The Applicant for this proposal, Shelley Fenton, recently stated that “the assertion that this is protected land is ludicrous” (http://www.globaltoronto.com/ossington+residents+angry+over+mid-rise+condo+development/6442676787/story.html). Actually, what is ludicrous is the Applicant’s attempt to blur the sharp lines drawn in the Official Plan by saying it’s OK because Ossington is “kinda like an Avenue” — the lines that allow Toronto to grow without wrecking what is great about the neighbourhoods we already have.
Or it would be ludicrous if it didn’t open the barn door to “build anything anywhere”, which is what you get if “kinda like” is the standard, because everything is “kinda like” everything else.
That might suit the Applicant just fine but wouldn’t be so great for our fair city.
2. 4 storeys meshes well with Lowrise hoods. There is no such thing as a 5-storey building: that extra storey means a completely different, much more expensive and impactful construction technique. Developers will do everything they possibly can to get to storey #6 — then they go for a minor variance to get #7. The application next door then comes in at 8 storeys and ends up getting built to 10.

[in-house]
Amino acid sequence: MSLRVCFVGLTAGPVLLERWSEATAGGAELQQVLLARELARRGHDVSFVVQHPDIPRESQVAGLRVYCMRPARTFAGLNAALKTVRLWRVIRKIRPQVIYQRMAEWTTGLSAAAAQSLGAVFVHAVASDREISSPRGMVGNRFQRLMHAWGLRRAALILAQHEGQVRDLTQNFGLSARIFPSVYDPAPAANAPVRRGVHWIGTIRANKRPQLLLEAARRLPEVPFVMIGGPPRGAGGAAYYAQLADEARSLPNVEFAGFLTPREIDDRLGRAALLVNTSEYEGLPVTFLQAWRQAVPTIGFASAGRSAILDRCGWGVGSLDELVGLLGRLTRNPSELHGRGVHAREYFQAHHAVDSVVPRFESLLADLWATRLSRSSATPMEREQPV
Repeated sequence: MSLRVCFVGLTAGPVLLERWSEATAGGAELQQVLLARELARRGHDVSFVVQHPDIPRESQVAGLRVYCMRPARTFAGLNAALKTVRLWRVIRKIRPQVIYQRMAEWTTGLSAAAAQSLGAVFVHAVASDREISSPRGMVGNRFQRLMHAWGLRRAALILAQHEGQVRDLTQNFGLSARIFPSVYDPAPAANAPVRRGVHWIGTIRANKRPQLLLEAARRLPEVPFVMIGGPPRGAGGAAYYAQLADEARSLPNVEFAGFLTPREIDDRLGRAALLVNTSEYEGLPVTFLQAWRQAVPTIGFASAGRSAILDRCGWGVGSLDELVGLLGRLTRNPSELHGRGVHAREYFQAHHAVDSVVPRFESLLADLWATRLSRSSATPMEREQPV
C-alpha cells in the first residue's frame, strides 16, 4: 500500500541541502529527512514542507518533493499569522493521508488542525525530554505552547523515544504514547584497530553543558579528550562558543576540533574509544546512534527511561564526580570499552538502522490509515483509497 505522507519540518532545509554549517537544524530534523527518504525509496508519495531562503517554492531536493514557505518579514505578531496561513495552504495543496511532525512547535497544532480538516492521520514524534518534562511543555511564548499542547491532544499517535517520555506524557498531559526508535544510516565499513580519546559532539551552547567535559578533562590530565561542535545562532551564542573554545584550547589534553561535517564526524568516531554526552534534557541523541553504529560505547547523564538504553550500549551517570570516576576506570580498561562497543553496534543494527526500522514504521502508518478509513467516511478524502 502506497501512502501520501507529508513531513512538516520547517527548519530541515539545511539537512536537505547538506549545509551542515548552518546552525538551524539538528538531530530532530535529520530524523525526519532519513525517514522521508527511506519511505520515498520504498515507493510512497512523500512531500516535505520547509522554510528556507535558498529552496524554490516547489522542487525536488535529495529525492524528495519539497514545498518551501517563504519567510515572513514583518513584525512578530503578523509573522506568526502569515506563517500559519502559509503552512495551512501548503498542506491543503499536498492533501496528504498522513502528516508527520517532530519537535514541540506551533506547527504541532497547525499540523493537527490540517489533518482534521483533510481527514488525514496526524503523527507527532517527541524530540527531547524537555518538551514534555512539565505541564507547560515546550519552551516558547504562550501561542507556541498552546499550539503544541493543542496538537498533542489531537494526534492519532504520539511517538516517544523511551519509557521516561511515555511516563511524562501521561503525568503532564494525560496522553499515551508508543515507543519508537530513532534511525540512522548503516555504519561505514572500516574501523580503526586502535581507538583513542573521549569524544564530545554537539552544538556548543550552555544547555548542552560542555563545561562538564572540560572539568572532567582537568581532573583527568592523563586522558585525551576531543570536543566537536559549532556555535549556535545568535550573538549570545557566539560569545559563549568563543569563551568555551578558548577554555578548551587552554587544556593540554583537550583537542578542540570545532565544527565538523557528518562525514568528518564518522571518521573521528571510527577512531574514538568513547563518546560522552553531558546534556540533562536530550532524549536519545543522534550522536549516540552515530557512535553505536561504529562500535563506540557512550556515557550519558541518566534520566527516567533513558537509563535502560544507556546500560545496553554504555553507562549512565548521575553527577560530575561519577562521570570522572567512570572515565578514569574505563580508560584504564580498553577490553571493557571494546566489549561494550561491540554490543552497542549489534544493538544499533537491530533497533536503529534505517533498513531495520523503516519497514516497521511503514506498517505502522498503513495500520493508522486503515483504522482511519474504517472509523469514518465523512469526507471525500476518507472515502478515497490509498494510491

Our position is: don’t play word games with the Official Plan; Keep Ossington Lowrise; cut that little game of leapfrog off before it gets hopping.
While I do believe height is an issue and the buildings need to fit into the surrounding area, I think the biggest problem with current development is the size of the units. When we were looking to buy, as well as friends of ours, we had a very difficult time finding what we wanted over 1000 sqft. Our real estate agent said there are not enough larger units in new buildings in part because foreign investors want smaller units to rent out and most single or new buyers can only afford smaller units so these are the units that sell first, which means developers don’t want larger units that take longer to sell. Which, in turn, would take longer for them to achieve their 65% sold before they get financing and can start building. Developers are awarded additional height with promises of 3 bedroom ‘family’ size units however there is no stipulation on the actual size of these 3 bedroom units, some of which are only 900-1000 sqft. 3 bedrooms in that little space is outrageous. These are not family friendly sizes. There is a major shortage of units over 1000 sqft, more specifically between 1100-1400 sqft that are not penthouses or ‘sub-penthouses’ which you pay a premium just to say it’s a penthouse. The city should enforce unit size requirements for every new building.
I’ve spent a bit of time looking into this issue, as i don’t live far away from the site. I can only conclude by the tone of the arguments against the development, that these simple-minded opponents have a very personal and specific agenda against the developer, not the development. There’s absolutely no reasonable grounds to object to this project – except some burning desire to see the Reserve Development people lose money.
Get over yourselves.